• Wilkinson, Caroline Catharine, Lady (1858). Weeds and wild flowers : their uses, legends, and literature. London: J. Van Voorst. Retrieved 26 November 2014. 
  • Salisbury, Richard Anthony; Gray, J. E. (1866). The Genera of Plants (Unpublished fragment.). Retrieved 26 October 2014. 
  • Prior, Richard Chandler Alexander (1870). On the popular names of British Plants, being an explanation of the origin and meaning of the names of our indigenous and most commonly cultivated species (2 ed.). London: Williams & Norgate. Retrieved 6 October 2014. 
  • Earley, W (1877). "The Narcissus". The Villa Gardener vol. 7 (December). London. pp. 394–396. Retrieved 8 November 2014. 
  • Ellacombe, Henry Nicholson (1884). The Plant-lore & Garden-craft of Shakespeare (2 ed.). London: W Satchell and Co. Retrieved 26 November 2014. 

Twentieth century

  • Wikisource Chisholm, Hugh, ed. (1911). "Daffodil". Encyclopædia Britannica. 7 (11th ed.). Cambridge University Press. p. 728. 
  • Doorenbos, J. (1954). "Notes on the history of bulb breeding in the Netherlands". Euphytica. 3 (1 february): 1–18. doi:10.1007/BF00028123. Retrieved 2 December 2014.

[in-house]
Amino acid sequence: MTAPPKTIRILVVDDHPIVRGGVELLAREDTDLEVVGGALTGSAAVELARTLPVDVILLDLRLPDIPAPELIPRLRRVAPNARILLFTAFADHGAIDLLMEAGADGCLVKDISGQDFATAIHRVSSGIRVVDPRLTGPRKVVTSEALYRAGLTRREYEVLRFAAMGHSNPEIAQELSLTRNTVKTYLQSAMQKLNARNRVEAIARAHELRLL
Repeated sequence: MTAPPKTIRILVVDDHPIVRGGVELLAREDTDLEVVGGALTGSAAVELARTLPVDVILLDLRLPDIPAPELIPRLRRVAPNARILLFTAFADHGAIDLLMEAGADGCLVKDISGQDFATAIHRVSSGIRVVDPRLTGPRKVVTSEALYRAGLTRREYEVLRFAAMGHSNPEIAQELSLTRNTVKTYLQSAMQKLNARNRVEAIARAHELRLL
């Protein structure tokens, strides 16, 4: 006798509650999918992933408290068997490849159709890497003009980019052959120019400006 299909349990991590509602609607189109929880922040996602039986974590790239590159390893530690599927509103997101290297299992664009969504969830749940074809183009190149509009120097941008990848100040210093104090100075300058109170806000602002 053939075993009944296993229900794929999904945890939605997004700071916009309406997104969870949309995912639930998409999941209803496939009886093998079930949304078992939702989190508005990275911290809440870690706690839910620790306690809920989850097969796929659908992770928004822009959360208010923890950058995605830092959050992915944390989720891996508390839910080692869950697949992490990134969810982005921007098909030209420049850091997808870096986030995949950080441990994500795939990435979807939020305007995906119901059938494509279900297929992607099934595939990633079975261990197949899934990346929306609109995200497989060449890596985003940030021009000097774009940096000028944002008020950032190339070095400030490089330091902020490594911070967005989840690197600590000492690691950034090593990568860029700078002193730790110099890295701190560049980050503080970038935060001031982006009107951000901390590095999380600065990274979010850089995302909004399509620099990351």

• Rees, A.R., ed. (1972). The Growth of Bulbs: Applied Aspects of the Physiology of Ornamental Bulbous Crops. Oxford: Elsevier Science. ISBN 0323155863. Retrieved 15 December 2014. 
  • Halevy, Abraham H., ed. (1985). CRC Handbook of flowering vol. I. Boca Raton, Fla.: CRC Press. ISBN 0849339111. Retrieved 29 October 2014. 
  • Huxley, Anthony; Griffiths, Mark; Levy, Margot (1992). The New Royal Horticultural Society Dictionary of Gardening. (4 vols.). London: Macmillan. ISBN 978-0333474945. 
  • Lloyd, David G; Barrett, Spencer C.H., eds. (1995). Floral biology : studies on floral evolution in animal-pollinated plants. New York: Chapman & Hall. ISBN 0412043416. Retrieved 29 October 2014. 
  • Leeds, Rod; Hedge, Ronald; Hawthorne, Linden, eds. (1997). RHS Plant Guides: Bulbs. London: Dorling Kindersley. ISBN 0751303054. 
  • Kubitzki, K., ed. (1998). The families and genera of vascular plants. Vol.3. Berlin, Germany: Springer-Verlag. ISBN 3-540-64060-6. Retrieved 14 January 2014. 

Twenty first century

  • Singh, A.K. (2006). Flower crops : cultivation & management. New Delhi: New India Pub. Agency. ISBN 8189422359. Retrieved 7 November 2014.